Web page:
Star Wars in Death Valley is a collection of filming locations which were used in Star Wars Episode IV -- A New Hope and Star Wars Episode VI -- Return of the Jedi.  In the decades since the films were released, many Star Wars fans from around the globe have visited Death Valley National Park in an effort to seek out the exact filming locations.  Because we have a great appreciation for both Death Valley and Star Wars, we have put together this Star Wars in Death Valley page.  The Star Wars in Death Valley self-guided tour is a really fun activity to do for one or more days, especially if you like the movies as much as we do.  When visiting these places, you will have to spend some time searching for the exact spots by matching up the background terrain.  To do this successfully, you will need to print out photographs of specific scenes and bring them with you.  You could also bring your laptop, cell phone, or tablet with the movies on it for matching purposes.  I'm going to share here my recommended route if you are interested in doing the Star Wars tour.  The tour begins near the beautiful hills of Artists Palette, continues close to the entrance of impressive Desolation Canyon, moves on next to tourist-heavy Golden Canyon, and then passes through Twenty Mule Team Canyon.  Then, after a trip up high to 5,475 foot Dante's View, the tour concludes at the Mesquite Flat Sand Dunes.  Below, we currently have matched up 29 specific camera angles of scenes from A New Hope and Return of the Jedi.  We first began matching up Star Wars scenes in Death Valley back in 2005.  Over the years, we have added more and more scenes to our collection.  In 2012, we managed to find a couple of scene locations that nobody had ever found before.  And in 2013, we matched up deleted scenes from the Blu-ray release.  During most months of the year, this Star Wars in Death Valley tour page is the most popular and frequently visited page on our entire web site.  For instance, in December of 2015, this page was visited 3,119 times.  (Note:  All movie photos contained on this page are copyright Disney, 20th Century Fox, and Lucasfilm Ltd. and are used for matching purposes only.)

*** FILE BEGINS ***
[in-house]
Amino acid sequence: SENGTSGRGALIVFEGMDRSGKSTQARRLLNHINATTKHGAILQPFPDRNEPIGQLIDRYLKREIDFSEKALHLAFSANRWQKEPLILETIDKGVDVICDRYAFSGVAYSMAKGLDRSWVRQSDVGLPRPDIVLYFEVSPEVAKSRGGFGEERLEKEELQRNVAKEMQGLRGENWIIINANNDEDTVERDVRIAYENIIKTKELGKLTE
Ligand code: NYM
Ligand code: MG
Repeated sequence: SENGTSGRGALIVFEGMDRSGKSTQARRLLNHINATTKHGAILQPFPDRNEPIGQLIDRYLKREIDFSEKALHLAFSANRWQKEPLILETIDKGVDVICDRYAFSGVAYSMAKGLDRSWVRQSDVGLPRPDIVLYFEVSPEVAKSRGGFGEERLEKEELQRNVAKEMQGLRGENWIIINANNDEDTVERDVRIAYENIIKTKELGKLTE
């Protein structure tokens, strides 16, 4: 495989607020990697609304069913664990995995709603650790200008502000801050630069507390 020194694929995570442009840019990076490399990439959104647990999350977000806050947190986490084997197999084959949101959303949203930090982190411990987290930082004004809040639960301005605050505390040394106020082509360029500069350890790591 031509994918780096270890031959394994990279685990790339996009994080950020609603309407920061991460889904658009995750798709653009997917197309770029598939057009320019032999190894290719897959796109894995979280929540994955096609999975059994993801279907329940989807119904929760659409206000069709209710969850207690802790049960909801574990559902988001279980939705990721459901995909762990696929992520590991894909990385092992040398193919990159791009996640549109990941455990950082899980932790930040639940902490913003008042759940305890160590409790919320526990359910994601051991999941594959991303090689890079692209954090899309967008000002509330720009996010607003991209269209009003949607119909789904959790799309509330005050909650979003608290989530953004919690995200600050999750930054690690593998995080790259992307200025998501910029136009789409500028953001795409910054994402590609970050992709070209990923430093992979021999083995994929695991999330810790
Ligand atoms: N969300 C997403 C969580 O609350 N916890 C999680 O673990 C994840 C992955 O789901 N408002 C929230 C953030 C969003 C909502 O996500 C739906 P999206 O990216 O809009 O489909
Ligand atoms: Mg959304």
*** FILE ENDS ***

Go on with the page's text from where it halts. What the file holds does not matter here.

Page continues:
A long time ago
in a desert far, far away....

C3P0 and R2D2 came to Death Valley to film movie scenes

The Star Wars in Death Valley route map below shows the six areas where the nine filming locations are located.  The suggested order of the route is -- 1. Artists Palette, 2. Desolation Canyon, 3. Golden Canyon, 4. 20 Mule Team Canyon, 5. Dantes View, and 6. Mesquite Sand Dunes.
Anakin Skywalker (Steve) and Princess Leia (Daria)
Stormtrooper (Javan) and Yoda (Flemming)
Princess Leia (Sally) and Stormtrooper (Steve Sr.)
photographer (Tiffany)